Scott Walter Named President of Capital Research Center

Scott Walter, former Special Assistant for Domestic Policy to President George W. Bush, has been named President of the Capital Research Center (CRC).

Established in 1984, CRC is an investigative think tank based in Washington, D.C., known for connecting the dots between the radical Left and activist groups, labor unions, foundations, and other nonprofits. It specializes in exposing cronyism and corruption. Notably, CRC first exposed the activities of the “community organizing” group ACORN, leading to ACORN’s defunding by Congress and bankruptcy.

“We are excited to bring Scott aboard as our new president,” said former Attorney General Edwin Meese, a member of CRC’s Board of Directors. “His experience and depth of knowledge as well as his long history of success in nonprofit leadership make him the perfect person to lead the Capital Research Center and expand its impact.”

Walter succeeds Terrence Scanlon, who is retiring after having served as chairman of the Board as well as President. Meese added, “I was proud to serve with Terry in the Reagan Administration, where he chaired the Consumer Product Safety Commission. The board thanks Terry for his two decades of service.”

Michael Franc, Director of D.C. programs and Research Fellow at the Hoover Institution, succeeds Scanlon as Chairman of CRC’s Board. Franc said, “CRC will continue to champion America’s unsung heroes in the nonprofit world and to expose the groups that are eager to grow the power of government at all levels.” Prior to joining Hoover, Franc served as policy director and counsel for House Majority Leader Kevin McCarthy. He also served as the Vice President of government relations for the Heritage Foundation from 1997-2013, managing all the think tank’s outreach with Capitol Hill and the Executive Branch.

In addition to serving in the Bush (43) White House, Walter was Vice President of the Philanthropy Roundtable, where he edited Philanthropy magazine as well as guidebooks for donors on such topics as public policy research, school choice, and assistance to the poor. Walter writes regularly for and previously served as a senior fellow at the Becket Fund for Religious Liberty and as senior editor of the American Enterprise Institute’s flagship publication. A native of Knoxville, Tenn., he is a graduate of Georgetown University.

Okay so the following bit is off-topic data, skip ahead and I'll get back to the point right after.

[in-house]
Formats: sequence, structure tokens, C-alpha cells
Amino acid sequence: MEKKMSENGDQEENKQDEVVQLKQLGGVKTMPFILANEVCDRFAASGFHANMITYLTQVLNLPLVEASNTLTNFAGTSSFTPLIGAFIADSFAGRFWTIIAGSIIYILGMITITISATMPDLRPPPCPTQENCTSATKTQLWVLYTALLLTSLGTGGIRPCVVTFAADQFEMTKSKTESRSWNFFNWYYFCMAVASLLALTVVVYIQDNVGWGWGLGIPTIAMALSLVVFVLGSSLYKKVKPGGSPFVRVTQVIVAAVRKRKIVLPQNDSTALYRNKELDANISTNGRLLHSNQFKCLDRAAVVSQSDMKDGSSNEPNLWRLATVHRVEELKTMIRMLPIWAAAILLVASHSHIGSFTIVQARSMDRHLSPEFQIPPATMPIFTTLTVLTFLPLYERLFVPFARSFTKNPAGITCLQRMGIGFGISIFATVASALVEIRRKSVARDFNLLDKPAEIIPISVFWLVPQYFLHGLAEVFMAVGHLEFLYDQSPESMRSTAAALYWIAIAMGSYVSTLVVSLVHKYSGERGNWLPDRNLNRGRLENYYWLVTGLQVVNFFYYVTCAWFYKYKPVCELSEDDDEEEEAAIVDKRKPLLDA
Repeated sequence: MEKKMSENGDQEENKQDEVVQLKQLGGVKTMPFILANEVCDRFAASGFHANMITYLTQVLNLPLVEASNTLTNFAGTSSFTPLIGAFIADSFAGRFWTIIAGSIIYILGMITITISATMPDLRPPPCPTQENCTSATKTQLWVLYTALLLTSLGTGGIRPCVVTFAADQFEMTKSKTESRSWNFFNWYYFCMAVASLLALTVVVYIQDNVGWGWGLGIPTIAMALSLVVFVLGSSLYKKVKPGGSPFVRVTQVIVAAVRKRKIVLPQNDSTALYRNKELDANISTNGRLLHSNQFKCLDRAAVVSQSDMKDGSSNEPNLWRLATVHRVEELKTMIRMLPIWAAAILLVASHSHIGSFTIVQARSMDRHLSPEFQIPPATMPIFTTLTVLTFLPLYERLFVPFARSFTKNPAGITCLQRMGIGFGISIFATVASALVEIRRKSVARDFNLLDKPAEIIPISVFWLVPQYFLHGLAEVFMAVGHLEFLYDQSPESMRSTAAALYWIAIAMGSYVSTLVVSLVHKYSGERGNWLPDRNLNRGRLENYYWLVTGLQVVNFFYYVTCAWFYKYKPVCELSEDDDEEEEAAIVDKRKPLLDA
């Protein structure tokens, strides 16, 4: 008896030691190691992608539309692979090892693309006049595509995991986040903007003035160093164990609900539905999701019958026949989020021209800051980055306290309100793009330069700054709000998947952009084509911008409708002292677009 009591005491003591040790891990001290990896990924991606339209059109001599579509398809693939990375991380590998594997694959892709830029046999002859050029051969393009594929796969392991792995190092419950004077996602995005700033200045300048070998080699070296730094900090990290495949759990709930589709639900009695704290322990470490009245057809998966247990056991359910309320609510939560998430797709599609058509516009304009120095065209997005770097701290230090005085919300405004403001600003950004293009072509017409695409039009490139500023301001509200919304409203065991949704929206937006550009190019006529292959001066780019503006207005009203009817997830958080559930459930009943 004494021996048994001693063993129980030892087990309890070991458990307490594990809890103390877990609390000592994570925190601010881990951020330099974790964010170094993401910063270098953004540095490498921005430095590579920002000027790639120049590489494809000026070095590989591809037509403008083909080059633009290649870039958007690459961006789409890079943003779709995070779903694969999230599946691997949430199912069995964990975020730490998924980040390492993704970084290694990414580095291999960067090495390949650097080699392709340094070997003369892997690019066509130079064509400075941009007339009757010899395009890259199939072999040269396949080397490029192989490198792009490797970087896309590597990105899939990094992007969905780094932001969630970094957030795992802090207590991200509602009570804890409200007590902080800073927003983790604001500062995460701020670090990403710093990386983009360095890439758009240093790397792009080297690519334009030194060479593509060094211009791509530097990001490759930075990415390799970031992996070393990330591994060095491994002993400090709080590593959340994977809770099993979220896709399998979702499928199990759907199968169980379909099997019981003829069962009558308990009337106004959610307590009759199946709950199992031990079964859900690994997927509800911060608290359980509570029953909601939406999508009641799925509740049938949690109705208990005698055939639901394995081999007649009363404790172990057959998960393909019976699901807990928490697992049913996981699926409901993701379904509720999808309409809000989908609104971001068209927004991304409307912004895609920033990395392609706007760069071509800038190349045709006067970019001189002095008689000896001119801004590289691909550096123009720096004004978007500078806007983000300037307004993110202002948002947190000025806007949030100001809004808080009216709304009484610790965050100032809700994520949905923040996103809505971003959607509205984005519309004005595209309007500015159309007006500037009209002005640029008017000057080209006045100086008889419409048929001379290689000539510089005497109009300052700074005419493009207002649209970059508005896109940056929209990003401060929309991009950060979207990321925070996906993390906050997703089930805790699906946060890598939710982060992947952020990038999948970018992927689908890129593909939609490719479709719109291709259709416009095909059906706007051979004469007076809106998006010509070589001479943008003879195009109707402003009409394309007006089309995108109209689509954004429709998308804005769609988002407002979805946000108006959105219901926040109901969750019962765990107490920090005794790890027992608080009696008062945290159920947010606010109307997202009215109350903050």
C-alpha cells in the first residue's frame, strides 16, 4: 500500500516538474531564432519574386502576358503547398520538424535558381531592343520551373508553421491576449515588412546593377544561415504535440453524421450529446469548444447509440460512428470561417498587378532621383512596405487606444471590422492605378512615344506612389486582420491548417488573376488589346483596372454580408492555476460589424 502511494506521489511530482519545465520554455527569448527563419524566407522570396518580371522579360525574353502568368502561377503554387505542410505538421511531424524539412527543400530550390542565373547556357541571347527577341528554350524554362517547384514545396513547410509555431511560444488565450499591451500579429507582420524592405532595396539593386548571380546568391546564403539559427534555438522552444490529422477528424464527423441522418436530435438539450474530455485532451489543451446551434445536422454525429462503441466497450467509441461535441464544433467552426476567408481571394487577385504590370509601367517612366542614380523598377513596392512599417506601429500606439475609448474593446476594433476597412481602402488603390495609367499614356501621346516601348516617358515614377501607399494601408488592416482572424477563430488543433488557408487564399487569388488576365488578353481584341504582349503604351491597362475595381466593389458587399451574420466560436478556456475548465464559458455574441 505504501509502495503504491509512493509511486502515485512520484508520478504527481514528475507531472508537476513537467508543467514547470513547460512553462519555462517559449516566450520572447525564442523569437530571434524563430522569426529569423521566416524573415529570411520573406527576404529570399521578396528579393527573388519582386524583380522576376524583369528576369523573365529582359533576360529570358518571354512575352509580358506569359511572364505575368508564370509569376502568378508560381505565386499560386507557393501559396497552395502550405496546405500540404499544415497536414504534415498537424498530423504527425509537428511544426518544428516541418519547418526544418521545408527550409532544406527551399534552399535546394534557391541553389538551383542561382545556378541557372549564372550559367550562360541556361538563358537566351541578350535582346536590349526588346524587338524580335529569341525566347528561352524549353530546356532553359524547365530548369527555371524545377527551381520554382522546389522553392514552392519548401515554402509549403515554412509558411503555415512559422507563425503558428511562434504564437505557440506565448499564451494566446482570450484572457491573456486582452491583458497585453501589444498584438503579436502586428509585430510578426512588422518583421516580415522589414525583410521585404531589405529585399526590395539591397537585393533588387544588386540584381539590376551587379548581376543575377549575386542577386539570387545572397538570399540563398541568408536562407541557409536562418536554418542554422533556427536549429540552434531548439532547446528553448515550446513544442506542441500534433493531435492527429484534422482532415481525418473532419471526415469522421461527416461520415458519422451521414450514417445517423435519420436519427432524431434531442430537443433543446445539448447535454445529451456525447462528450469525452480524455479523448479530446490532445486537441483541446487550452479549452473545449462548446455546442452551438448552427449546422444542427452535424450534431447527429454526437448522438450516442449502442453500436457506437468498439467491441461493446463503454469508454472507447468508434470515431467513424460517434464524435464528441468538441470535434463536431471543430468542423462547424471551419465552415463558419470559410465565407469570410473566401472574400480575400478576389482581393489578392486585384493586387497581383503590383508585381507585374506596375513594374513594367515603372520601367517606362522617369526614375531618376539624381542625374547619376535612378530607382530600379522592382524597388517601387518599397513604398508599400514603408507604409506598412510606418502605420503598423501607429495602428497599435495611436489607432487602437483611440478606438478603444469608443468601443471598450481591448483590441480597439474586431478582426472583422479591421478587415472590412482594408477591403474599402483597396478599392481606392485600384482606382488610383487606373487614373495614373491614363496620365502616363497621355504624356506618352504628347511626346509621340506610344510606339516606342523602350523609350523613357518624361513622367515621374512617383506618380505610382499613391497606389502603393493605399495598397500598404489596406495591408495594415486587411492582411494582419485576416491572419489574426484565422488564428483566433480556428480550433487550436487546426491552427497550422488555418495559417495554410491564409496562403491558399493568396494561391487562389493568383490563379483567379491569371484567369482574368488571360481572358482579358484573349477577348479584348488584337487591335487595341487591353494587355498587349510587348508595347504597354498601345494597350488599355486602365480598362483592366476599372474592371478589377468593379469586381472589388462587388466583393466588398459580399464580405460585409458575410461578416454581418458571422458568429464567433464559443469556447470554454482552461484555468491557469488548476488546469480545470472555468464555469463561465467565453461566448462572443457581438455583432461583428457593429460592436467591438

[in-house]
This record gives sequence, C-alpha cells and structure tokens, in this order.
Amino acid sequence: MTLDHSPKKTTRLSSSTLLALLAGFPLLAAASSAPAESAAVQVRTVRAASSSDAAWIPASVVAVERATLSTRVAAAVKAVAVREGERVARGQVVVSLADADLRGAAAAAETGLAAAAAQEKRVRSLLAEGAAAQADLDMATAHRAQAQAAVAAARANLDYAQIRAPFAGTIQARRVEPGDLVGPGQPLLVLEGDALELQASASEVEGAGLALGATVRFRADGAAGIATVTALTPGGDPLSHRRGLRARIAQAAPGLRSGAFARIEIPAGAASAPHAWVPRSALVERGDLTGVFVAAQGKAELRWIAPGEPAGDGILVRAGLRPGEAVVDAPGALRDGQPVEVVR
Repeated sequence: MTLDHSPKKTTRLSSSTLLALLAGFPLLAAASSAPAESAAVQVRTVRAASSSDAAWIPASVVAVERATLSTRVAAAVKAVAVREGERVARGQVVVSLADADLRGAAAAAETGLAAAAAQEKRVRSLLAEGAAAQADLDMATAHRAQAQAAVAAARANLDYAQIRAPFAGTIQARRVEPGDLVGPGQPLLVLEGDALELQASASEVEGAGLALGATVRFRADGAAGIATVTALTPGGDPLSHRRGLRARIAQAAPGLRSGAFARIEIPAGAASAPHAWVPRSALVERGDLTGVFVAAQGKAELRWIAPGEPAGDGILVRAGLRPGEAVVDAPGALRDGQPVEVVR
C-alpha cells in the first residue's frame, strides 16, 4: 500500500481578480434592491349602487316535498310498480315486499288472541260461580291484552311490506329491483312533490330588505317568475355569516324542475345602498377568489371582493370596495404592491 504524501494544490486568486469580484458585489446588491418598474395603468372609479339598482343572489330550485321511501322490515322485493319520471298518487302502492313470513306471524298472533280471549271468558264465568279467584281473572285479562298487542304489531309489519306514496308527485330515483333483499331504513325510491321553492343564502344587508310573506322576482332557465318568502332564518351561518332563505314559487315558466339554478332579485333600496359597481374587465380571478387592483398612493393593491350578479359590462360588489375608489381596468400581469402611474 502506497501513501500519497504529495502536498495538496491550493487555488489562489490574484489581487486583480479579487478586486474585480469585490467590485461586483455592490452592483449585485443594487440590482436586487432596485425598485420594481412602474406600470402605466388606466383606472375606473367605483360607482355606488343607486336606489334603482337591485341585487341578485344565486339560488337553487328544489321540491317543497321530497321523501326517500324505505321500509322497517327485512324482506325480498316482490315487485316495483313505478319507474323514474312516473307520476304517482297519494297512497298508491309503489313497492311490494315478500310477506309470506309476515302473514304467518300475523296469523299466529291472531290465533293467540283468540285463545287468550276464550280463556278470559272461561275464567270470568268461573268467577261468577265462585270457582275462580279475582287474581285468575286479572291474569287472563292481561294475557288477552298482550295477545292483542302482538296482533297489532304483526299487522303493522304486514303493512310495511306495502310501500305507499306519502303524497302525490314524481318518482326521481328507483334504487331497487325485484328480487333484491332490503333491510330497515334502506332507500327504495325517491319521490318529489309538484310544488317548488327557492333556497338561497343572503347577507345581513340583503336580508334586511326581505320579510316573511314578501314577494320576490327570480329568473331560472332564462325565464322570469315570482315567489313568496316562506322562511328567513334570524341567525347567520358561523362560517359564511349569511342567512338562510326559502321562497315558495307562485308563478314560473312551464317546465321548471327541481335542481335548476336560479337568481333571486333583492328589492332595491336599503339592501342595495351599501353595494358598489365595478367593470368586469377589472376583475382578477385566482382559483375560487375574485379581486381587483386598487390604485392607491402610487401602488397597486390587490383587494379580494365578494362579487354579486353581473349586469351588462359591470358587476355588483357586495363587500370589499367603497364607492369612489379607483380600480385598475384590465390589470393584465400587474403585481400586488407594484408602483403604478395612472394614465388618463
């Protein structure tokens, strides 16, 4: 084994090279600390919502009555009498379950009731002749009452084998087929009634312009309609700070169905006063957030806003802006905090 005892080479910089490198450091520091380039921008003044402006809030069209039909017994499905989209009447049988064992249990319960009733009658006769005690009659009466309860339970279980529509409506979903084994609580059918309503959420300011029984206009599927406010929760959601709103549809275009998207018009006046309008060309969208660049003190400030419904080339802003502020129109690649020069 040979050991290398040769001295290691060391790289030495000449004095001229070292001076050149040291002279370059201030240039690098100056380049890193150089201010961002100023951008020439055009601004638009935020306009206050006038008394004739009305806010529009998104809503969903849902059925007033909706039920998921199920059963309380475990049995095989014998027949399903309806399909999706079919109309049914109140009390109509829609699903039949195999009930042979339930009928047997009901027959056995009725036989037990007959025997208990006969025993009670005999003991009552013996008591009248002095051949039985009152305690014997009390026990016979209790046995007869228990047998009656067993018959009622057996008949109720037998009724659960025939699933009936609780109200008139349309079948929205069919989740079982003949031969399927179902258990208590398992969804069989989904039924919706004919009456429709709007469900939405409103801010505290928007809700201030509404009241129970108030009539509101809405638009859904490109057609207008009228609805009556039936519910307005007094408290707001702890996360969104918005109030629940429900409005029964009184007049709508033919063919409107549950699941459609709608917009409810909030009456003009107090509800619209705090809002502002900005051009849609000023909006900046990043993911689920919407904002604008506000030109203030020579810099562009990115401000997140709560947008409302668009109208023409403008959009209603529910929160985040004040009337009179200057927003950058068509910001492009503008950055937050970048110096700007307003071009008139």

Stop me before I donate again

Leonard Harlan, former chairman, Castle Harlan, Fleur Harlan, board member, Manhattan Institute and Bernard Schwartz, chairman and CEO of Bls Investments, attend the Film Society of Lincoln Center tribute to Catherine Deneuve in New York, U.S., on Monday, April 2, 2012. Photographer: Amanda Gordon/Bloomberg *** Local Caption *** TKTK

Bloomberg has an interesting piece on left-wing donor Bernard Schwartz today that highlights the absurdity of so-called campaign finance reform and the Left’s crazy ongoing assault on Citizens United.

The headline is, Top Clinton Donor Wants A Law Against $1 Million Gifts Like His.

Mickey Mouse figurines and photos of grinning politicians surrounded the 90-year-old investor Bernard Schwartz in his Manhattan office on Thursday. Four days earlier, new federal filings showed he gave $1 million to a super-PAC supporting presidential candidate Hillary Clinton, making him one of her top backers and part of the campaign-finance system that her rival Bernie Sanders calls undemocratic and corrupt.

Schwartz, a former head of satellite maker Loral Space & Communications who’s no stranger to hefty political donations and was once a target of suspicion about the favors they buy, mostly agrees with the Vermont senator.

“PACs are a bad thing, it distorts the political process,” said Schwartz, who now manages his money as chairman of BLS Investments. “Rich people have the opportunity to get access.”

 Besides his August gift to Priorities USA Action, which supports Clinton, Schwartz has sent about $2.5 million of soft money to Democratic groups since 2010, according to Federal Election Commission filings. That year, a federal appeals court helped lift caps on what donors can give to some political action committees. Schwartz wants new limits, but he chuckled when asked how that clashed with his own generosity. He isn’t holding back, he said, as long as supporters of the rival party aren’t. […]